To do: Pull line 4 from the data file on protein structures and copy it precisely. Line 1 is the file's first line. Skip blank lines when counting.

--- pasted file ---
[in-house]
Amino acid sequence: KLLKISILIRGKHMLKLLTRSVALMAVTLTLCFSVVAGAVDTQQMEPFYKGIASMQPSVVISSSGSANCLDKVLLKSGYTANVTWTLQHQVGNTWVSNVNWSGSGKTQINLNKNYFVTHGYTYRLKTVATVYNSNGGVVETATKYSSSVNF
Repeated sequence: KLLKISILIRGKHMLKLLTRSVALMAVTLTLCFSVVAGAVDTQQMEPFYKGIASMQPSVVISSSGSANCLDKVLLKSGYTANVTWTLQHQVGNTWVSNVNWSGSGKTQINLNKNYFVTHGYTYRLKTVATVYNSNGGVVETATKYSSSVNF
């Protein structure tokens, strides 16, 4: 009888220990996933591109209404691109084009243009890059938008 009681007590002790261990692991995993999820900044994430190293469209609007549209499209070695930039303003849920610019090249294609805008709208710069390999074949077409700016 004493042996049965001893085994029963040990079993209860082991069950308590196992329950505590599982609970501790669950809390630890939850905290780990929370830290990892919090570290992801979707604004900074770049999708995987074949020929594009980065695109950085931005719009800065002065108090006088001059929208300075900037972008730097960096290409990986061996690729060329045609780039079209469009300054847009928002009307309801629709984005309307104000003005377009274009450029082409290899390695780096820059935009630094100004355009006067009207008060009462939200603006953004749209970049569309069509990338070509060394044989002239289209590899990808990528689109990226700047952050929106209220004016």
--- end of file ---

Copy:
């Protein structure tokens, strides 16, 4: 009888220990996933591109209404691109084009243009890059938008 009681007590002790261990692991995993999820900044994430190293469209609007549209499209070695930039303003849920610019090249294609805008709208710069390999074949077409700016 004493042996049965001893085994029963040990079993209860082991069950308590196992329950505590599982609970501790669950809390630890939850905290780990929370830290990892919090570290992801979707604004900074770049999708995987074949020929594009980065695109950085931005719009800065002065108090006088001059929208300075900037972008730097960096290409990986061996690729060329045609780039079209469009300054847009928002009307309801629709984005309307104000003005377009274009450029082409290899390695780096820059935009630094100004355009006067009207008060009462939200603006953004749209970049569309069509990338070509060394044989002239289209590899990808990528689109990226700047952050929106209220004016």